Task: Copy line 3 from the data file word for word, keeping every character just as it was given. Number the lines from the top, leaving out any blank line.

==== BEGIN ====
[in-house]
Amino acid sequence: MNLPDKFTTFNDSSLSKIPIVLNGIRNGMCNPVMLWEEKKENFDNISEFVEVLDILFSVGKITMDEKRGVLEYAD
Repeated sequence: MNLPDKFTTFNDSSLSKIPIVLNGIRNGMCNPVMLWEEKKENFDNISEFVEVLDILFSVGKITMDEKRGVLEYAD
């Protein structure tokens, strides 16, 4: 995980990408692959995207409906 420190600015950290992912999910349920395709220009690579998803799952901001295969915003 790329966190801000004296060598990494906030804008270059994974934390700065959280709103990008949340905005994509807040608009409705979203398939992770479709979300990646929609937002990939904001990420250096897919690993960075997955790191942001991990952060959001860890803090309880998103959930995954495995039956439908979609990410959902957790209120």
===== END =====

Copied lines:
Repeated sequence: MNLPDKFTTFNDSSLSKIPIVLNGIRNGMCNPVMLWEEKKENFDNISEFVEVLDILFSVGKITMDEKRGVLEYAD